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For centuries, people have theorized about the source of Leonardo da Vinci’s artistic genius. Just how was he able to so accurately capture depth and perspective on a flat canvas?
New research suggests da Vinci’s unmatched talent may in part be the result of his ability to see the world differently — literally.
There is now evidence that da Vinci’s renowned capacity to reproduce the three-dimensional world in paintings may have been aided by an eye disorder that allowed him to see in both 2-D and 3-D, according to a study published Thursday in JAMA Ophthalmology, a peer-reviewed journal.
Da Vinci is believed to have had a condition called intermittent exotropia — commonly referred to as being “walleyed” — a form of strabismus, eye misalignment that affects about 4 percent of the U.S. population. Those with exotropia usually end up favoring one eye over the other, which means they are more likely to see the world as if it were, say, painted on a flat canvas.
“When they’re in that condition . . . they’re only seeing the world monocularly, with much reduced depth cues,” the study’s author, Christopher Tyler, a professor at City University of London and researcher at the Smith-Kettlewell Eye Research Institute in San Francisco, told The Washington Post. “The image they’re seeing is much closer to what they want to paint on the canvas.”
But in da Vinci’s case, the painter was, at times, able to control his wandering eye, which in turn provided him with an artistic advantage, Tyler said, noting that the ability to switch between the two perspectives meant that da Vinci would “be very aware of the 3-D and 2-D depth cues and the difference between them.”
Tyler, who has studied da Vinci’s life for more than 20 years, said he started noticing the disorder’s telltale sign while examining works by the artist and those done of him.
In many cases, “they had the eyes diverted,” he said.
“This is something I would notice, what I’m attuned to notice,” said Tyler, who specializes in studying binocular vision.
Tyler set out to support his theory by conducting mathematical analyses on six works — two sculptures, two oil paintings and two drawings — believed to reflect da Vinci’s appearance. The pieces included Andrea del Verrocchio’s “David,” a bronze sculpture said to be a depiction of da Vinci as a youth, as well as da Vinci’s “Salvator Mundi,” which recently became the most expensive painting ever auctioned, selling for more than $450 million last year.
Measuring the relative positions of the pupils, irises and eyelids in each work, Tyler wrote in the study that da Vinci had “an exotropic tendency of approximately -10.3° when relaxed.”
“There’s a weight of evidence in all these portraits that tends to add up to something meaningful,” Tyler said.
Da Vinci would not be the first famous artist to have the disorder. Previous studies analyzing eye alignment in self-portraits have suggested that painters such as Rembrandt, Edgar Degas and Pablo Picasso were also strabismic.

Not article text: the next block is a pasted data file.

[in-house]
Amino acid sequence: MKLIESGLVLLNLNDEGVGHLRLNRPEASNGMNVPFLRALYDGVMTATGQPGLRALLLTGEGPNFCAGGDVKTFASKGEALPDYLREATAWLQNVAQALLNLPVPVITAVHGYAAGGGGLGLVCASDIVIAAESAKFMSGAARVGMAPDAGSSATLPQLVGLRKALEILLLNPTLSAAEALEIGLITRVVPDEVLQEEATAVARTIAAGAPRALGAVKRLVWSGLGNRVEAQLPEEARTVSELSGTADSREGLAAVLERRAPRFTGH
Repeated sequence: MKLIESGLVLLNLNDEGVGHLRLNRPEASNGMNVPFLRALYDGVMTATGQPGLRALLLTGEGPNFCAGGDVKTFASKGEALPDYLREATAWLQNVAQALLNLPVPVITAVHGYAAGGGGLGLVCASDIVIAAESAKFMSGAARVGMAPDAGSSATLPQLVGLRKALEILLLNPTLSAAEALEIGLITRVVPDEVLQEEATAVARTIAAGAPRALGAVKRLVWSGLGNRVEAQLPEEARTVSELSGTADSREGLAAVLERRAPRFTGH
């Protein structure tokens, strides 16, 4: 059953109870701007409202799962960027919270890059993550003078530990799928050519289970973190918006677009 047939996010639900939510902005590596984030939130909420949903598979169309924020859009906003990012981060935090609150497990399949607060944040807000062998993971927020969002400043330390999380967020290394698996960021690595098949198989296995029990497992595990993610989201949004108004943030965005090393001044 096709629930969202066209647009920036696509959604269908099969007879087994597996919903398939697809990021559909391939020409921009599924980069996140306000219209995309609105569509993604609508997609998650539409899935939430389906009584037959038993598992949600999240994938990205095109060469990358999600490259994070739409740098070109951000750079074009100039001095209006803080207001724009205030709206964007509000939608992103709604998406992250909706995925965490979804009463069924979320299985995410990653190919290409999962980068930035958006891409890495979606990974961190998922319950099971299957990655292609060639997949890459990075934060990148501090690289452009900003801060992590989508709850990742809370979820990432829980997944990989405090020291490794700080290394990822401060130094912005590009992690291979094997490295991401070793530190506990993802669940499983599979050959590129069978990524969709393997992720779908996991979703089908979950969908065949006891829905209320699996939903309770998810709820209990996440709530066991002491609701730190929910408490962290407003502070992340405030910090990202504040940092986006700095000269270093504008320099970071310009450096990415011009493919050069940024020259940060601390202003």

Shira Robbins, a professor of ophthalmology at the University of California at San Diego who was not involved in the research, called Tyler’s findings “intriguing,” echoing his belief that the ability to switch between seeing out of one or both eyes “can be advantageous from an artistic perspective.”
“What happens in some people is when they’re only using one eye . . . they develop other cues besides traditional depth perception to understand where things are in space, looking at color and shadow in a way that most of us who use both eyes at a time don’t really appreciate,” said Robbins, who is also the educational director at the Ratner Children’s Eye Center within the Shiley Eye Institute in La Jolla, Calif.
But Robbins pointed out that there’s a “caveat” in the research — the “images are not 100 percent identifiable as being” da Vinci, she said.
Very few self-portraits of da Vinci exist, Tyler said, adding that he had to take “a more creative view” when identifying “likely portraits” of the famed artist.
While several of the works examined “have not generally been considered to be self-portraits,” the study said, “da Vinci himself was very clear that artists’ work is likely to reflect their own appearance.”
In the Codex Atlanticus, the largest set of da Vinci’s drawings and writings, he wrote that the soul “guides the painter’s arm and makes him reproduce himself, since it appears to the soul that this is the best way to represent a human being.”
If the works Tyler studied are in fact accurate reflections of da Vinci, Robbins said she would agree that the painter appeared to have strabismus.
The research, she noted, would have a “hugely positive” impact on the large number of people with eye-alignment disorders. The condition often leads to the misconception that people who have it are of “lesser intellect,” Robbins said, adding that research has shown those people often get passed up for jobs or aren’t as frequently invited to social gatherings.
“Anybody who has strabismus will look at this and be imbued to know that someone as brilliant as Leonardo da Vinci had a similar problem to them, and it certainly didn’t seem to hinder him in any way possible,” she said.